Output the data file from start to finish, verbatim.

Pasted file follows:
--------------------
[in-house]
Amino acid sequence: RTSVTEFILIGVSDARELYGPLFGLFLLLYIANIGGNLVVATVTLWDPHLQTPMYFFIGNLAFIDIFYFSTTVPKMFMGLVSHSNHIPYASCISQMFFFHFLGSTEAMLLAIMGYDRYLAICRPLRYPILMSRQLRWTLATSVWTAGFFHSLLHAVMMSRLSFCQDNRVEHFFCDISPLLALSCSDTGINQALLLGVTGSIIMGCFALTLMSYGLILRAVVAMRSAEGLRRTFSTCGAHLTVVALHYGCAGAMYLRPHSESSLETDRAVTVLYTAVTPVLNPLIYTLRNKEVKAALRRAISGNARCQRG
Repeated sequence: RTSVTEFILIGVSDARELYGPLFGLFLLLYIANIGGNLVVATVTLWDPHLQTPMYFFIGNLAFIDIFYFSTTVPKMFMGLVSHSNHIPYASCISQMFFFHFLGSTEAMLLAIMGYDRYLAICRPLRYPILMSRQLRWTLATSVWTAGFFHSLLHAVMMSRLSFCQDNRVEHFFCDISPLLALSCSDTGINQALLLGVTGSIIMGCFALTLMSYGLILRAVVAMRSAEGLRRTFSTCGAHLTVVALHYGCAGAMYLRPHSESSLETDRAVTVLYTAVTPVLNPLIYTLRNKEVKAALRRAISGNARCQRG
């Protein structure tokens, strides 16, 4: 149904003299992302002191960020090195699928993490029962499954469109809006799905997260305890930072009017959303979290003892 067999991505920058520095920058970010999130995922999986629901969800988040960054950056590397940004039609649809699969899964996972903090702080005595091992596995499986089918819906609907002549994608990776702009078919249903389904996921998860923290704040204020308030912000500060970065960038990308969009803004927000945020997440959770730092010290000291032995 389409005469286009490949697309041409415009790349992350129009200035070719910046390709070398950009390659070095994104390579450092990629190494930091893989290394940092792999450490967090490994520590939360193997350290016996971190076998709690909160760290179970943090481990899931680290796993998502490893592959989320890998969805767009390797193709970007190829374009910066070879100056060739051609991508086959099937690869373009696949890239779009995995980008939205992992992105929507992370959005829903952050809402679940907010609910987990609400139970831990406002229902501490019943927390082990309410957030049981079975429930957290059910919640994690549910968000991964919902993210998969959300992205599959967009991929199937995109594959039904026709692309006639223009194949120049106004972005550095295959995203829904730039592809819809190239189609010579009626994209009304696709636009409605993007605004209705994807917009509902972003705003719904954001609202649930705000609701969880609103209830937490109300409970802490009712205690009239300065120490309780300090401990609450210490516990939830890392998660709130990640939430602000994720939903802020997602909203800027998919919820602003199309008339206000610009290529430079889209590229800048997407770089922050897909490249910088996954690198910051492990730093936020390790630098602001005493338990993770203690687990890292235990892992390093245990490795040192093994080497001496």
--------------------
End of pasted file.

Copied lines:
[in-house]
Amino acid sequence: RTSVTEFILIGVSDARELYGPLFGLFLLLYIANIGGNLVVATVTLWDPHLQTPMYFFIGNLAFIDIFYFSTTVPKMFMGLVSHSNHIPYASCISQMFFFHFLGSTEAMLLAIMGYDRYLAICRPLRYPILMSRQLRWTLATSVWTAGFFHSLLHAVMMSRLSFCQDNRVEHFFCDISPLLALSCSDTGINQALLLGVTGSIIMGCFALTLMSYGLILRAVVAMRSAEGLRRTFSTCGAHLTVVALHYGCAGAMYLRPHSESSLETDRAVTVLYTAVTPVLNPLIYTLRNKEVKAALRRAISGNARCQRG
Repeated sequence: RTSVTEFILIGVSDARELYGPLFGLFLLLYIANIGGNLVVATVTLWDPHLQTPMYFFIGNLAFIDIFYFSTTVPKMFMGLVSHSNHIPYASCISQMFFFHFLGSTEAMLLAIMGYDRYLAICRPLRYPILMSRQLRWTLATSVWTAGFFHSLLHAVMMSRLSFCQDNRVEHFFCDISPLLALSCSDTGINQALLLGVTGSIIMGCFALTLMSYGLILRAVVAMRSAEGLRRTFSTCGAHLTVVALHYGCAGAMYLRPHSESSLETDRAVTVLYTAVTPVLNPLIYTLRNKEVKAALRRAISGNARCQRG
């Protein structure tokens, strides 16, 4: 149904003299992302002191960020090195699928993490029962499954469109809006799905997260305890930072009017959303979290003892 067999991505920058520095920058970010999130995922999986629901969800988040960054950056590397940004039609649809699969899964996972903090702080005595091992596995499986089918819906609907002549994608990776702009078919249903389904996921998860923290704040204020308030912000500060970065960038990308969009803004927000945020997440959770730092010290000291032995 389409005469286009490949697309041409415009790349992350129009200035070719910046390709070398950009390659070095994104390579450092990629190494930091893989290394940092792999450490967090490994520590939360193997350290016996971190076998709690909160760290179970943090481990899931680290796993998502490893592959989320890998969805767009390797193709970007190829374009910066070879100056060739051609991508086959099937690869373009696949890239779009995995980008939205992992992105929507992370959005829903952050809402679940907010609910987990609400139970831990406002229902501490019943927390082990309410957030049981079975429930957290059910919640994690549910968000991964919902993210998969959300992205599959967009991929199937995109594959039904026709692309006639223009194949120049106004972005550095295959995203829904730039592809819809190239189609010579009626994209009304696709636009409605993007605004209705994807917009509902972003705003719904954001609202649930705000609701969880609103209830937490109300409970802490009712205690009239300065120490309780300090401990609450210490516990939830890392998660709130990640939430602000994720939903802020997602909203800027998919919820602003199309008339206000610009290529430079889209590229800048997407770089922050897909490249910088996954690198910051492990730093936020390790630098602001005493338990993770203690687990890292235990892992390093245990490795040192093994080497001496």